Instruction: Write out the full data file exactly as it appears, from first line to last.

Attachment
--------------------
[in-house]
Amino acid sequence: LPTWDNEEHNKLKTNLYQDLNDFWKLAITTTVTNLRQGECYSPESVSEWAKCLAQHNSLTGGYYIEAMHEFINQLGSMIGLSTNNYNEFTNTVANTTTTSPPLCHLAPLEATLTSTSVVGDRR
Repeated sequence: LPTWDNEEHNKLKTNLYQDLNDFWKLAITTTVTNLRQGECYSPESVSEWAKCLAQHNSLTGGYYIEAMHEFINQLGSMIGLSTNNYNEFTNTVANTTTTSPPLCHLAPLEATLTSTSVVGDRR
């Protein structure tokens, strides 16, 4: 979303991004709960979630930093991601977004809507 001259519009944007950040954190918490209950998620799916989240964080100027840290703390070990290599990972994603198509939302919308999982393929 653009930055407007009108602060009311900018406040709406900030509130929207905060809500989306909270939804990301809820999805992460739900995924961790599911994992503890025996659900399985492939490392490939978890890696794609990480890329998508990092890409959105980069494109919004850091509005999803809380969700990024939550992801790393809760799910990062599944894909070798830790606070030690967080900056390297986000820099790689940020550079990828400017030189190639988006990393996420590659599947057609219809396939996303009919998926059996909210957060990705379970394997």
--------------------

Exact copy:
[in-house]
Amino acid sequence: LPTWDNEEHNKLKTNLYQDLNDFWKLAITTTVTNLRQGECYSPESVSEWAKCLAQHNSLTGGYYIEAMHEFINQLGSMIGLSTNNYNEFTNTVANTTTTSPPLCHLAPLEATLTSTSVVGDRR
Repeated sequence: LPTWDNEEHNKLKTNLYQDLNDFWKLAITTTVTNLRQGECYSPESVSEWAKCLAQHNSLTGGYYIEAMHEFINQLGSMIGLSTNNYNEFTNTVANTTTTSPPLCHLAPLEATLTSTSVVGDRR
């Protein structure tokens, strides 16, 4: 979303991004709960979630930093991601977004809507 001259519009944007950040954190918490209950998620799916989240964080100027840290703390070990290599990972994603198509939302919308999982393929 653009930055407007009108602060009311900018406040709406900030509130929207905060809500989306909270939804990301809820999805992460739900995924961790599911994992503890025996659900399985492939490392490939978890890696794609990480890329998508990092890409959105980069494109919004850091509005999803809380969700990024939550992801790393809760799910990062599944894909070798830790606070030690967080900056390297986000820099790689940020550079990828400017030189190639988006990393996420590659599947057609219809396939996303009919998926059996909210957060990705379970394997």